W3C home > Mailing lists > Public > www-style@w3.org > June 1998

CSS, level 2 queries re tokenization

From: Kent Pitman <kmp@harlequin.com>
Date: Sat, 20 Jun 1998 21:10:07 -0400 (EDT)
Message-Id: <9806210109.AA25172@romulus.harlequin.com>
To: www-style@w3.org
Cc: kmp@harlequin.com
In PR-CSS2-19980324, in 4.1.1 Tokenization ...

* It says that nmstart permits upper and lower case alphabetics, but
  it says that nmchar permits ONLY lower case alphabetics.  Is the
  omission of uppercase for nmchar really intentional?
  For example, bullet 2 in 4.1.3 mentions A-Za-z, i.e. both cases,
  in seeming contradiction to the specified grammar.

* Do you really mean to allow unicode to only be specified in
  lowercase a-f?  Personally, I find this gratuitous, since I prefer
  uppercase hex, but it's not fatal.

* Also, am I right that 'escape' means to include Space through Tilde
  by use of the notation [ -~\200-\4177777]?  Surely something more
  perspicuous could be done.  I almost missed the use of hyphen as a
  connective visually, and thought this said "space and hyphen and tilde..."
  This is not strictly a bug, it's just really ugly, and made worse 
  by your choice of font, in which - and ~ are virtually indistinguishable.

* Same comment for string1 and string2, where it took me forever to figure
  out why A-Z are missing.  I personally think using hyphen to string 
  together anything other than conceptually meaningful sequences like a-f,
  a-z, and 0-9 is not really that good.  I guess I can live with sequences
  of codes.  I'd rather see \050-\177 than "(-~".

* I find the apparent use of decimal to describe character 
  codes in running text [... "space" (Unicode code 32), "tab" (9), ...]
  and octal in your tables [... \200-\4177777 ...] and the fact that
  css will ultimately expect me to write in hex (the presumed reason for
  specifying that macro token 'unicode' can take on [0-9a-f]) to be
  IMMENSELY confusing.  You're using Hex, Decimal, and Octal on the same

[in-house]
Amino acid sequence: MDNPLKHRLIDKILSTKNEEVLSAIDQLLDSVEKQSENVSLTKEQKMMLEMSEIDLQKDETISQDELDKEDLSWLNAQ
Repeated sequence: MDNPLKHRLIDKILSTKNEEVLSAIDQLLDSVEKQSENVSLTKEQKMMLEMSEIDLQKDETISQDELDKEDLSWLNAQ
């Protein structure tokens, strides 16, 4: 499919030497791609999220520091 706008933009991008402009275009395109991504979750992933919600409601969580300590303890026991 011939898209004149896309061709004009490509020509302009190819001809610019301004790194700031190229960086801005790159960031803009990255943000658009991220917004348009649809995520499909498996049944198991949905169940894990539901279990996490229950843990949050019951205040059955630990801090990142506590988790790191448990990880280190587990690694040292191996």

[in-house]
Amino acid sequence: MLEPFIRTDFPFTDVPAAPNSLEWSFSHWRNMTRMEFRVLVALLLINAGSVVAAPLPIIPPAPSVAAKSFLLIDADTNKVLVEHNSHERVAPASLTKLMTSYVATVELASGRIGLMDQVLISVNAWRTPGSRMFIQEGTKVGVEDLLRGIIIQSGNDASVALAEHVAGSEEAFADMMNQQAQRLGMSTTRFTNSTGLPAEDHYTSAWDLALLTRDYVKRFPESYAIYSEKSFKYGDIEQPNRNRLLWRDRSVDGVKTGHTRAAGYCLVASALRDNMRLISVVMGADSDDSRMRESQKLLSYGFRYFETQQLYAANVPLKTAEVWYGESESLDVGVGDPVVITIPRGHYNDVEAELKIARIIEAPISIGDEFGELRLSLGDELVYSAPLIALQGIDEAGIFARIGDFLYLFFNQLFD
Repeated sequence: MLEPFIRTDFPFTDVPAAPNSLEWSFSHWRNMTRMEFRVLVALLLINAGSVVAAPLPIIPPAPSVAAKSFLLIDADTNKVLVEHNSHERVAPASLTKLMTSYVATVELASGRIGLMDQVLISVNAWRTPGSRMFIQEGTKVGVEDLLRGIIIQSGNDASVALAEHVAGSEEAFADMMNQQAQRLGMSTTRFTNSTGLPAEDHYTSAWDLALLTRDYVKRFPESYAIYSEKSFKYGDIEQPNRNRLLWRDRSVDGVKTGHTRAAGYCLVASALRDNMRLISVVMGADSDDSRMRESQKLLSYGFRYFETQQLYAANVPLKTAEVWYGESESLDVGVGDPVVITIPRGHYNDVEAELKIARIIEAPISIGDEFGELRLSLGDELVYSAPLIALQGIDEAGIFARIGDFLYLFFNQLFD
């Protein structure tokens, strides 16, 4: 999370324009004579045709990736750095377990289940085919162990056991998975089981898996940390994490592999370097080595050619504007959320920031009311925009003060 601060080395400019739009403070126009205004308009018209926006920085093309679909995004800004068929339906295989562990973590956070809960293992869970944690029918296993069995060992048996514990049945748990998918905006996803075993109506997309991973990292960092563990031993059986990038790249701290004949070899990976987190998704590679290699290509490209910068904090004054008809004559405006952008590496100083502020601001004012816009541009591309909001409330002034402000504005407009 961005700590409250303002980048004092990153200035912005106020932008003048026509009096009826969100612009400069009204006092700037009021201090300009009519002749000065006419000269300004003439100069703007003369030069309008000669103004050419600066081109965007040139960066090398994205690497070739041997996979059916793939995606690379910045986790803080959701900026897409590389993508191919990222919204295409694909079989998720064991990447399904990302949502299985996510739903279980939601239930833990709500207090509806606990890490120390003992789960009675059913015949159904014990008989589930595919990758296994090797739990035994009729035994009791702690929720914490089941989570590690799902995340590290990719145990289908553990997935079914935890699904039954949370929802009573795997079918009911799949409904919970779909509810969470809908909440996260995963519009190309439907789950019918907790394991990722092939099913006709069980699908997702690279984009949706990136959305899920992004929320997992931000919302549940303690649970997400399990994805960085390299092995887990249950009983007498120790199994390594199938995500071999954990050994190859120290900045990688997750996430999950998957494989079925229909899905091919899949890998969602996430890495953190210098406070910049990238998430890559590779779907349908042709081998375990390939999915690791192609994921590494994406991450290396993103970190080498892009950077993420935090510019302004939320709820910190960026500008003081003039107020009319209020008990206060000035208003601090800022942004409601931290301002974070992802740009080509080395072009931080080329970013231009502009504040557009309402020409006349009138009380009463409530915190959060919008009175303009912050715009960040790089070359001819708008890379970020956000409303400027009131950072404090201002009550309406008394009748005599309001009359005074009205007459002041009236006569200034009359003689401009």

page with no indication about which is in use where.  Whether this is a
  bug or not is hard to say, but speaking as an editor of language standards
  myself, this is a good way to confuse readers.  You should really fix this,
  probably to use Hex uniformly since probably that aspect of the
  language is fixed and the rest can be adjusted most easily to match.
  (I abhor hex, but would rather see hex used consistently than a mix
  used in a way that makes it hard to know what's in use at any given
  time.  e.g., perhaps like the XML spec, you could use
  [#x7F-#x10FFFF] instead of [\200-\4177777].)

* Isn't the sequence " -~\200-\4177777" the SAME as the simpler 
  sequence " -\4177777"?  That is, isn't " -~" the same as "\040-\177"
  and aren't "\177" and "\200" one after another?  I admit it's late at
  night as I write this and it's been a long time since I used octal, but
  it sure looks like something that could be usefully contracted.  It looks
  otherwise like a split sequence instead of bascially "any unicode letter
  from space upward to 04177777".

* Are the conventions for these notations like [...] that you're 
  using defined anywhere?  I looked quickly and didn't see htem.
  Is the remark about them being "Lex-style" the definition?  What if I don't
  have a copy of Lex?  Could you perhaps offer a pointer to a publicly
  accessible copy of its spec?  Or could you explain the relevant parts so
  I don't need to go in search?  An actual standard makes a good reference,
  but if Lex doesn't have an associated standard, it's probably not fair
  to assume your reader uses it.  This is not a way to write a standard that
  stands on its own through the ages.

If I'm looking at an obsolete document and there's a later fix, 
please do let me know.
Received on Sunday, 21 June 1998 14:40:48 UTC

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